(Last Updated on : 24/01/2009)
Mizoram Temple Festivals are some of the joyous events of the state that is well blended with the religion and culture of the Mizoram people. In Mizoram, there are three main religious festivals in a year. Festivals are called "Kut" in Mizo language and the three Kuts are Chapchar Kut, Mim Kut and Pawl Kut. All the three festivals are closely associated with agricultural activities. The festivals are celebrated with some pious ceremonies, feasts and dances.
Chapchar Kut is celebrated after completion of the cutting of jhums. It was a thanksgiving festival. The villagers faced many dangers and difficulties while cutting down dense forests with their simple Daos and axes. After success in clearing grounds for agriculture, they pray to God and complete some offering rituals in form of thanksgiving. They organise a big feast in the month of March to celebrate the success in jhum cutting. The festival continued for seven days and even more if the villagers could afford it. A few days before the day of the festival is fixed, the hunting parties from the village go out in the forests and rivers for hunting wild animals, trapping birds and catching fish. On this occasion, Zu - their much-loved drink is brewed in a large quantity.
On the first day of the Meghalaya temple festival, the members of the chief`s clan kill pigs for the feast. Pork in big quantities is eaten and lot of Zu is consumed. This day was called Lushai Vawk Tlah Ni, which literally means the day on which the Lushias kill pigs as offerings to the God in temples. The Mizoram Temple Festivals are grandly observed in the state with the passionate participation of people from all age groups.
On the second day, members of the other kinfolk in the village would kill their pigs for the village feast. On the third day, known as Kut day, Zu would be taken in the houses in which someone had died during that very year. On this day before sunset in the evening people particularly mother and children dressed in their best attire and gathered in the open space in the village at the Lungdawh, which is a stone platform put up as a memorial to the dead. They brought with them rice, boiled eggs and meat after making a short prayer to their tribal God. In case anyone did not want to have the food, one would try to force the food down the throat of his friends. This ritual was known as Chhawnghnawt. After sunset the young boys and girls assembled together in the houses of well-to-do-villagers and would spend the night in drinking, singing and dancing.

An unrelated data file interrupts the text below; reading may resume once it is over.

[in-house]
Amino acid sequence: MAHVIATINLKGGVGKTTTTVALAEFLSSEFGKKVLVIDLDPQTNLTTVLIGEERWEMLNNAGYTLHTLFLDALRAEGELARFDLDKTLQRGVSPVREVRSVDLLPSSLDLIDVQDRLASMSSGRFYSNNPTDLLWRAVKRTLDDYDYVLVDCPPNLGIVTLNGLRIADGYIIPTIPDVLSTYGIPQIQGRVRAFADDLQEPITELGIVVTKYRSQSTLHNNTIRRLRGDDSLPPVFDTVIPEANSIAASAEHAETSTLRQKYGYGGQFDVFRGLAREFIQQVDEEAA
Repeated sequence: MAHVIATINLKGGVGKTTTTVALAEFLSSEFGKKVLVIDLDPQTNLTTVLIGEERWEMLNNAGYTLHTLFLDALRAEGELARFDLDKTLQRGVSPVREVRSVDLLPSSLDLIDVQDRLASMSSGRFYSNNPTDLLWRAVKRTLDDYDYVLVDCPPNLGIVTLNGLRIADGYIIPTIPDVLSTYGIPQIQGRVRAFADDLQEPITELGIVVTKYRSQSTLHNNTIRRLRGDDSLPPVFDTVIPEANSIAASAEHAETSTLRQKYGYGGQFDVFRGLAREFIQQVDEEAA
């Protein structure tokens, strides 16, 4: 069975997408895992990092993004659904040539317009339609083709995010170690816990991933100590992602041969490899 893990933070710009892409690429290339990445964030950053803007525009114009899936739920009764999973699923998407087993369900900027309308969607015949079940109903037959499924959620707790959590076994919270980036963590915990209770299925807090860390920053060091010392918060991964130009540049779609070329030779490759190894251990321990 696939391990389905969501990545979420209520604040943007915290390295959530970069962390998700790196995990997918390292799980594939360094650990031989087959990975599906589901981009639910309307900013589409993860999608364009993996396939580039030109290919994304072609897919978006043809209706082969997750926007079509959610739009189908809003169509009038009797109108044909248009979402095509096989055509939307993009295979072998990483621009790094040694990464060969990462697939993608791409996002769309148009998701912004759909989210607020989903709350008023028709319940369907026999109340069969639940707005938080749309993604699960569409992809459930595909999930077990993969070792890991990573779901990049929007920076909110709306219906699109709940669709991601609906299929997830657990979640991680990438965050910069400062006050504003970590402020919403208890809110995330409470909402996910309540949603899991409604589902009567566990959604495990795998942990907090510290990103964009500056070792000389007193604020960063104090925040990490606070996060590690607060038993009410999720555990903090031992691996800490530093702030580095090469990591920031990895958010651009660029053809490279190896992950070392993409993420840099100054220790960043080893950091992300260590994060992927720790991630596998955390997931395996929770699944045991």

The next day was known as Zupui Ni or the day of drinking a particular type of liquor called Zupui that was brewed from well-husked rice. In the evening before sunset, young men and girls dressed in their best would gather in the open space of the village for singing and dancing. They formed a circle for the sacred dance in which the young men gave their arms across girls and stood alternate between the boys. Within the circle the drummer or gong beater stood, who chanted while the young people would sing and move slowly keeping time with the song. This dance was known as Chai dance and the children of the village would go on serving the dancing boys and girls Zu of the best variety in bamboo cups, during the dance.
The next day is called Zuthingni that marks the day of drinking a special type of Zu. On this day of this particular Mizoram Temple Festival, there would be a general dance in the village where all the villagers pray for a while. Zu drinking is innate in any kind of religious celebration in Mizoram. The dance of the villages continued day and night until the Zu supply would run short. The last day of this Mizoram Temple Festival was known as Ziapur ni or the day of rest after eating and drinking. On this day, people relaxed after hectic days of festivals. They believed, going back to the jungle after these religious ceremonies would bring them bad luck.
The Mizoram Temple Festivals are entirely tribal customs centric and till date these festivals are widely prevalent in the state.